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Follow-up of patient test results (00HDC07636)

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(00HDC07636, 8 March 2001)

General practitioner ~ Information about test results ~ Follow-up ~ Syphilis ~ Right 6(1)(f)

Waiting to get test results is a common factor in patients' dealings with doctors. Yet surprisingly often patients are left unsure whether they will be notified, or need to contact the medical practice for the results. This situation can lead to unnecessary worry and, at worst, avoidable harm.

A 33-year-old Asian woman presented in the 14th week of her second pregnancy, with a previous history of a normal pregnancy and delivery. Her GP lead maternity carer performed a routine antenatal examination taking blood samples for laboratory analysis.

The blood tests, received two days later, showed an abnormal result for syphilis serology. The GP noted in his records that the patient's syphilis serology was "non significant" on the basis that the patient gave "no clinical indication of syphilis" and there was "nothing in her history to suggest she was at increased risk". The GP did not inform the patient of the positive syphilis result. His explanation for this decision was that "it was my opinion at the time, that her serology result was highly likely to be a 'biological false positive'. I felt that discussion of this sensitive problem by phone, particularly with a patient for whom English is a second language, would be difficult, likely to create anxiety and inappropriate. It was my intention to discuss this result in person at her next antenatal visit, and arrange follow-up testing. Unfortunately she did not attend for this visit and so was not re-tested."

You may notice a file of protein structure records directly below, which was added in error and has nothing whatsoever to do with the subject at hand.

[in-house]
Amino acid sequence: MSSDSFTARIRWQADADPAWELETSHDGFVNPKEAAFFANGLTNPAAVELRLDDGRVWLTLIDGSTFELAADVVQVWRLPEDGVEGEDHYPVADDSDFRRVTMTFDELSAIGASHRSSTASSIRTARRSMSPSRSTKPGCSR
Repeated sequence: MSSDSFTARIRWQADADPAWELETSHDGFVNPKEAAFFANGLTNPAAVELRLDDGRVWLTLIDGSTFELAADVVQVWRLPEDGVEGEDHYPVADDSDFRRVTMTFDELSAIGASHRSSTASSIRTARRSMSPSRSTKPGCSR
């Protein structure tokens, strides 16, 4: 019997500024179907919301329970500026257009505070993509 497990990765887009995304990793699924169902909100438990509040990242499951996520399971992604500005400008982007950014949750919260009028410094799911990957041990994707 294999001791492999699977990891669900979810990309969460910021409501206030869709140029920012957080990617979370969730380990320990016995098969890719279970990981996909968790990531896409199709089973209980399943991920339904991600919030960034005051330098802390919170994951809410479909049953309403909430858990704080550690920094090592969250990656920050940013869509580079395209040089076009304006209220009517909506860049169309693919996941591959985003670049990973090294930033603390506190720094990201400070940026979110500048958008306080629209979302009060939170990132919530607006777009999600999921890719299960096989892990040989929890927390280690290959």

At 27 weeks the patient contacted her GP reporting no fetal movement for three days. She was referred to hospital, where ultrasound confirmed that the baby had died. A stillborn fetus was delivered the following day. The post-mortem report indicated chronic fetal infection, and blood tests on the mother showed active syphilis infection.

It was held that the failure to diagnose syphilis was not negligent, as the assumption that the test result was a false positive was understandable in the context of the low incidence of syphilis encountered in general practice in New Zealand at the time, and the fact that false positives are relatively common. The laboratory recommendation to retest if clinically indicated would have been acted upon at a subsequent visit and did not indicate particular concern or urgency.

However, there was a breach of the patient's right to be fully informed. Right 6(1)(f) states that "every consumer has the right to the information that a reasonable consumer, in that consumer's circumstances, would expect to receive, including … the results of tests". While it is reasonable for GPs to advise patients that results will be notified only if they indicate the possibility of a problem requiring further investigation, this is subject to a proviso that patients have the right to be notified of results even if there is no cause for concern. Many patients find it worrying to be left in limbo, wondering if silence means the test results were fine, or if the practice has forgotten to follow up.

The GP advised that he routinely told his patients that "we will let you know if there is anything wrong with the results". Had the patient been advised of the abnormal result of her blood tests, she could have decided to have follow-up blood tests. The GP's failure to pass on the information left her with the impression that her results were negative. She did not attend the scheduled antenatal visit at 20 weeks because she had not received any "bad news" from the GP.

General practitioners need to have efficient systems for notifying patients of test results. This should cover all test results, unless it is noted that the patient has been advised that only test results requiring follow-up will be notified.

The system needs to incorporate a "bring-up" component so that if the testing facility has not notified the medical practice of the patient's test results within the requested period (eg, one to two weeks), the facility will be contacted and asked why the results are not available. Leaving patients to assume that silence means their test results are normal is not acceptable.


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